Caught on CCTV…Bollox EU privacy law caught harming the people that it is supposed to be protecting

Posted: 15 December, 2014 in EU
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European Court of Justice Images captured on a household surveillance camera could breach data-protection rules, the European court of ‘justice’ (ECJ) has ruled .By clarifying European legislation, the judgment could have significant consequences for householders in the UK who use CCTV and keep or try to use the images, according to a legal expert.

The case related to a Czech man, Frantisek Rynes, who installed a surveillance camera after he and his family were subjected to attacks by unknown individuals. The camera filmed areas including a public footpath and the entrance to the house opposite. After someone fired a catapult at his home, breaking a window, Rynes gave the recordings to the police, allowing them to identify two suspects, who were subsequently prosecuted.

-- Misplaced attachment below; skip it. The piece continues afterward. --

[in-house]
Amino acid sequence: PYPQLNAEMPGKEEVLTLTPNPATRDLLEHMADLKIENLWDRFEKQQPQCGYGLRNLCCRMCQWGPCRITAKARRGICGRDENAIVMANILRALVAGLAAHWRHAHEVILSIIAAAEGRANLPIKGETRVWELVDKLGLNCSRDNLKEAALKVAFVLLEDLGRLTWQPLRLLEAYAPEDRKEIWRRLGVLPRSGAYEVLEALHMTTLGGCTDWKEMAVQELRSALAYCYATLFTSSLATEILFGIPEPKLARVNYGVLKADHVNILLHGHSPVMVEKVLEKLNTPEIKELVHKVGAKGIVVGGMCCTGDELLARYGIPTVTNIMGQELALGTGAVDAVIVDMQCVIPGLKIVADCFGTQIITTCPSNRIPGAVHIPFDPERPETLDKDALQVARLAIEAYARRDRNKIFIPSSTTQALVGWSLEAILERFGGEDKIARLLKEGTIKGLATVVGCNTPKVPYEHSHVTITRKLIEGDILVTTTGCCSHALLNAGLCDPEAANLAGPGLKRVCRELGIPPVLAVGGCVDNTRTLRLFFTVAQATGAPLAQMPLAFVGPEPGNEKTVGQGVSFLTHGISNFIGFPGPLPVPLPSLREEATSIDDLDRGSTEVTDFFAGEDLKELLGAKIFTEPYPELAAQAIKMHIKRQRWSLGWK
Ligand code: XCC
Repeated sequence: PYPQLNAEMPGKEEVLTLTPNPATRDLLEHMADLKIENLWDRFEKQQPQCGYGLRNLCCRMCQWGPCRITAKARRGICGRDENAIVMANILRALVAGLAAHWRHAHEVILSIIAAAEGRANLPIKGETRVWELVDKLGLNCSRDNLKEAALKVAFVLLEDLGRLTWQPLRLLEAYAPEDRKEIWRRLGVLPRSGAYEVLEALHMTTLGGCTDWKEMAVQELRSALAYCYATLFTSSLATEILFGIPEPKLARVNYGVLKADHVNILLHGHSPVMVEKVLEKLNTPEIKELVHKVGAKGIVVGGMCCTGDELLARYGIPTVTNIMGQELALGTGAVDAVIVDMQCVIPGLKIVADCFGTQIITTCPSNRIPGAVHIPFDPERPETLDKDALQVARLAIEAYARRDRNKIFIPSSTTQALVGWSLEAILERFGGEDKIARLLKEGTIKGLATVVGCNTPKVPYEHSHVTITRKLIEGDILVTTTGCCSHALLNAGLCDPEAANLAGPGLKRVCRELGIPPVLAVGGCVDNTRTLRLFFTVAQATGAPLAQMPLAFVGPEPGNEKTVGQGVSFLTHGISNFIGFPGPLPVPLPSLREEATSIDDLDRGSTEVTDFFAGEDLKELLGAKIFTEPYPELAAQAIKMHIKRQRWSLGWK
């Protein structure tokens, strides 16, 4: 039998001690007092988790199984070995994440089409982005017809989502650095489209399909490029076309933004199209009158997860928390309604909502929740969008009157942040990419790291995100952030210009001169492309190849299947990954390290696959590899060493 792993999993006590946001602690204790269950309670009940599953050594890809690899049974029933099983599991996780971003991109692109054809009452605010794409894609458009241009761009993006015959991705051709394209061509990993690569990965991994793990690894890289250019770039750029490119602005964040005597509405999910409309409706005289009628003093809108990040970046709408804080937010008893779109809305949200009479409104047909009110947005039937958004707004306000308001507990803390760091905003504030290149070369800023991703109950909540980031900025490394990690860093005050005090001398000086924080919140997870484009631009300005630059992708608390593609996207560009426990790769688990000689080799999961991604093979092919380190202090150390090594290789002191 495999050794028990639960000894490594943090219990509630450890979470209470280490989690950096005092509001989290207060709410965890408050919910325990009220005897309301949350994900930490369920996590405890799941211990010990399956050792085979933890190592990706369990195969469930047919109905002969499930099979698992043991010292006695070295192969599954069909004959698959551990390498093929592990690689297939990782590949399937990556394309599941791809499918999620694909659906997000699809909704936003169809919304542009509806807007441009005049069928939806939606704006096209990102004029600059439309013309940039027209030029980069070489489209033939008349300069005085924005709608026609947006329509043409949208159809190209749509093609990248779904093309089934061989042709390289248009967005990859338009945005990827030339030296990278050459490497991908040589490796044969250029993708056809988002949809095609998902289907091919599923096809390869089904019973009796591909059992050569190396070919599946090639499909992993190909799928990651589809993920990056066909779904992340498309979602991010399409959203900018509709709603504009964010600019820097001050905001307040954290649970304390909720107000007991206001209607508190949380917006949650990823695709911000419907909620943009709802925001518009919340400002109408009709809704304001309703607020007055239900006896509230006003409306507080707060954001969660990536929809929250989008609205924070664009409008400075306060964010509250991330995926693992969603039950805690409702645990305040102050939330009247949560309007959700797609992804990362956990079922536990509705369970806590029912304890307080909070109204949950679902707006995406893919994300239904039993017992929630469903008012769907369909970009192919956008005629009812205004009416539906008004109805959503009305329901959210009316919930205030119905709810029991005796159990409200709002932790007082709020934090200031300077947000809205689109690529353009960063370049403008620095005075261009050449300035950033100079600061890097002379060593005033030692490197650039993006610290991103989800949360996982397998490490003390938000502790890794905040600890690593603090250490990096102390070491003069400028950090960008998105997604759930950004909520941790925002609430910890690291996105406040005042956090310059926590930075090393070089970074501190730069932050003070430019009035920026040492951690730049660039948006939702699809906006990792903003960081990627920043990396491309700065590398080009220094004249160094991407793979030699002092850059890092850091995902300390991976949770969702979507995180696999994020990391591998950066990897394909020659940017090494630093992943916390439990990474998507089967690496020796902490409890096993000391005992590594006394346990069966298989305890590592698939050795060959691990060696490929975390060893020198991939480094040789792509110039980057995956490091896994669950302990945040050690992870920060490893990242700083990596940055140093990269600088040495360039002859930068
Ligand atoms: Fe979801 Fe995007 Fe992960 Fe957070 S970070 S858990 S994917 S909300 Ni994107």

However, one of the suspects challenged the legality of Rynes recording and holding the images. The Czech office for the protection of personal data, found that although Rynes had been trying to expose the perpetrators of a crime, he had infringed data-protection rules and issued him with a fine.

And of course Euro judges agreed:

The operation of a camera system, as a result of which a video recording of people is stored on a continuous recording device such as a hard disk drive, installed by an individual on his family home for the purposes of protecting the property, health and life of the homeowners, but which also monitors a public space, does not amount to the processing of data in the course of a purely personal or household activity, for the purposes of that provision.

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